He added that another vital consideration on the radar now is increasing security in as far as the consumer is concerned. “As things stand, it is the customer or the end-user driving the growing movement towards Edge Computing, so we encourage the use of LTE connectivity over Wi-Fi, which increases security,” he said.
With the drive towards Internet of Things (IoT) and Edge Computing growing exponentially, the skills gap is increasing as quickly as the surface area of prone attacks.
Harb said at Kingston, the company strongly believes that education in the channel is the best approach to ensure that IT partners have the tools to explain why and how to protect data. “Getting this information across all channels will help to form a bigger network of people who understand that their data needs to be protected and that there are vulnerabilities that can be eradicated through endpoint security, encryption, anti-malware software and more,” he said.
Holland explained that this in turn yields an opportunity for all partners who know how to quantify and qualify the associated risks. “The sooner channel partners understand the opportunity around Edge and IoT type solutions, the better they can become equipped to deliver against the promise, whilst also guiding end-user customers appropriately,” he said. “In addition to understanding the full spectrum of solutions available to address the various risks on the endpoint, understanding these risks associated with every endpoint device on the network, including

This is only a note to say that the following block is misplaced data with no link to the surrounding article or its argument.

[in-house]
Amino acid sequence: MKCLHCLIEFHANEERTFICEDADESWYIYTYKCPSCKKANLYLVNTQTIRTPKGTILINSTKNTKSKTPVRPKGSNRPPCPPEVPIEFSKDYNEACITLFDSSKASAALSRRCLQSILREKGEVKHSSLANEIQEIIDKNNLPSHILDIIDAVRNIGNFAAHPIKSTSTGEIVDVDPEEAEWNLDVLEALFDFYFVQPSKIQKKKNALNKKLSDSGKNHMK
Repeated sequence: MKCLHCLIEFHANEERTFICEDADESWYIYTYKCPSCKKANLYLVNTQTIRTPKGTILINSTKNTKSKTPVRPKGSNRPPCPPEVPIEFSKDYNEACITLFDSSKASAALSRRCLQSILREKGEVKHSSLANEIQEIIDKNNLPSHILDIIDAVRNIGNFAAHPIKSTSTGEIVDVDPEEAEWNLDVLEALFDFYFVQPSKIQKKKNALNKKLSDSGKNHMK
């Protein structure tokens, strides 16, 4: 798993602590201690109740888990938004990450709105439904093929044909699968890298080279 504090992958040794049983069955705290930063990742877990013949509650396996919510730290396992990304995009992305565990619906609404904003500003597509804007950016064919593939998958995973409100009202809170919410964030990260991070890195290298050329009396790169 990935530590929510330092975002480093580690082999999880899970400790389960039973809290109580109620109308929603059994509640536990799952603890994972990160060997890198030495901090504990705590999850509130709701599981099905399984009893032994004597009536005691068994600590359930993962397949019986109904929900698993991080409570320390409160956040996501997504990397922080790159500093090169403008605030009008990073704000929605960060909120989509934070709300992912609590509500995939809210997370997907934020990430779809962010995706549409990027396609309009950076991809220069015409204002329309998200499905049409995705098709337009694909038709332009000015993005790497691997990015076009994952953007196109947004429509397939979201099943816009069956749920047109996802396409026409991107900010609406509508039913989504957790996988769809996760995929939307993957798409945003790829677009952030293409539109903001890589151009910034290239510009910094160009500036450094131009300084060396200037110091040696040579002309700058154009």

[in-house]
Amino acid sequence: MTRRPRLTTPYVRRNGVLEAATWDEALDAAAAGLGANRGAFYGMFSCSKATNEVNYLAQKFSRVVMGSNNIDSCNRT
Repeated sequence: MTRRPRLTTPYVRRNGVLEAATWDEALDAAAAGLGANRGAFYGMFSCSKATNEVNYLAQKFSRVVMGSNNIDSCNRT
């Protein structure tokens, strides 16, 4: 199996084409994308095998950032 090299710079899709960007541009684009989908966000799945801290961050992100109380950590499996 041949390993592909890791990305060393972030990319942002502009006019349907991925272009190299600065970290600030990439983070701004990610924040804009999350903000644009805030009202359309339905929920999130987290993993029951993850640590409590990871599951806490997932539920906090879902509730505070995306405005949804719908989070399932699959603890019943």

virtual desktop infrastructure (VDI) solutions, systems integrators will have to be more on their game than ever before in terms of upskilling and training.”
Given that most organisations are promoting remote working and adopting hybrid work models, solution providers need to be at the forefront of helping their customers to develop a comprehensive endpoint security management policies.
El Kodsi pointed out that the pandemic has altered the ways of living, working and doing business, forever. “With the adoption of remote or hybrid work models, channel partners need to work closely with CIOs, CISOs or IT leads of organisations to have full visibility into remote user activity. Security teams need to monitor a new host of endpoint devices for malware, fileless attacks and threats targeting remote users,” he said. “Rather than only investing in point solutions, organisations need to consider security platforms to maximise integration between systems.”Click below to share this article